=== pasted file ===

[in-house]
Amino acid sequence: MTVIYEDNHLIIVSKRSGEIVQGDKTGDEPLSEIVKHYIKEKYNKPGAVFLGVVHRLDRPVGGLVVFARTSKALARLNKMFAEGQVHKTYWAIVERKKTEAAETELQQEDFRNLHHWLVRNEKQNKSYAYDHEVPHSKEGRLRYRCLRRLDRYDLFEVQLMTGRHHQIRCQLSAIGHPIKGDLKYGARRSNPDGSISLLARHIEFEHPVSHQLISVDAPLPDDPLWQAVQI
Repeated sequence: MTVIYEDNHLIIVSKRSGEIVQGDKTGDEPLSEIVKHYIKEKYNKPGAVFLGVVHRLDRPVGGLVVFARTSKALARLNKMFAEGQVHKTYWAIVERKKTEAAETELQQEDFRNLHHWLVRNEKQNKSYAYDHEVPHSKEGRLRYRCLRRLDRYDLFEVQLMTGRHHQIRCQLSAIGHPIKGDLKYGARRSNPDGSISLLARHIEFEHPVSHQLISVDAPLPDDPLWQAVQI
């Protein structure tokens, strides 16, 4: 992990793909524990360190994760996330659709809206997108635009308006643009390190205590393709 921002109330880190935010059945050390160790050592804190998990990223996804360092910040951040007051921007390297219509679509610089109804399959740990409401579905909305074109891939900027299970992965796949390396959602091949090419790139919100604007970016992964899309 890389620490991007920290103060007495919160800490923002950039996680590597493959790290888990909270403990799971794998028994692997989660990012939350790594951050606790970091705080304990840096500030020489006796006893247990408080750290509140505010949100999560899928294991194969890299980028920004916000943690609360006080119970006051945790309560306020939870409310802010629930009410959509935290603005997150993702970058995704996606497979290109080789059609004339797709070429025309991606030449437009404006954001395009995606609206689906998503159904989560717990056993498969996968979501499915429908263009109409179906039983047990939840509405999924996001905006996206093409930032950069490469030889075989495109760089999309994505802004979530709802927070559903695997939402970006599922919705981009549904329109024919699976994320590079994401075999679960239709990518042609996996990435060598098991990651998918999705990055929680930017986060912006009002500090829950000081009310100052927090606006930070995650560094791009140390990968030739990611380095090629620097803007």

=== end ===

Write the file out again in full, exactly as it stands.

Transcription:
[in-house]
Amino acid sequence: MTVIYEDNHLIIVSKRSGEIVQGDKTGDEPLSEIVKHYIKEKYNKPGAVFLGVVHRLDRPVGGLVVFARTSKALARLNKMFAEGQVHKTYWAIVERKKTEAAETELQQEDFRNLHHWLVRNEKQNKSYAYDHEVPHSKEGRLRYRCLRRLDRYDLFEVQLMTGRHHQIRCQLSAIGHPIKGDLKYGARRSNPDGSISLLARHIEFEHPVSHQLISVDAPLPDDPLWQAVQI
Repeated sequence: MTVIYEDNHLIIVSKRSGEIVQGDKTGDEPLSEIVKHYIKEKYNKPGAVFLGVVHRLDRPVGGLVVFARTSKALARLNKMFAEGQVHKTYWAIVERKKTEAAETELQQEDFRNLHHWLVRNEKQNKSYAYDHEVPHSKEGRLRYRCLRRLDRYDLFEVQLMTGRHHQIRCQLSAIGHPIKGDLKYGARRSNPDGSISLLARHIEFEHPVSHQLISVDAPLPDDPLWQAVQI
């Protein structure tokens, strides 16, 4: 992990793909524990360190994760996330659709809206997108635009308006643009390190205590393709 921002109330880190935010059945050390160790050592804190998990990223996804360092910040951040007051921007390297219509679509610089109804399959740990409401579905909305074109891939900027299970992965796949390396959602091949090419790139919100604007970016992964899309 890389620490991007920290103060007495919160800490923002950039996680590597493959790290888990909270403990799971794998028994692997989660990012939350790594951050606790970091705080304990840096500030020489006796006893247990408080750290509140505010949100999560899928294991194969890299980028920004916000943690609360006080119970006051945790309560306020939870409310802010629930009410959509935290603005997150993702970058995704996606497979290109080789059609004339797709070429025309991606030449437009404006954001395009995606609206689906998503159904989560717990056993498969996968979501499915429908263009109409179906039983047990939840509405999924996001905006996206093409930032950069490469030889075989495109760089999309994505802004979530709802927070559903695997939402970006599922919705981009549904329109024919699976994320590079994401075999679960239709990518042609996996990435060598098991990651998918999705990055929680930017986060912006009002500090829950000081009310100052927090606006930070995650560094791009140390990968030739990611380095090629620097803007």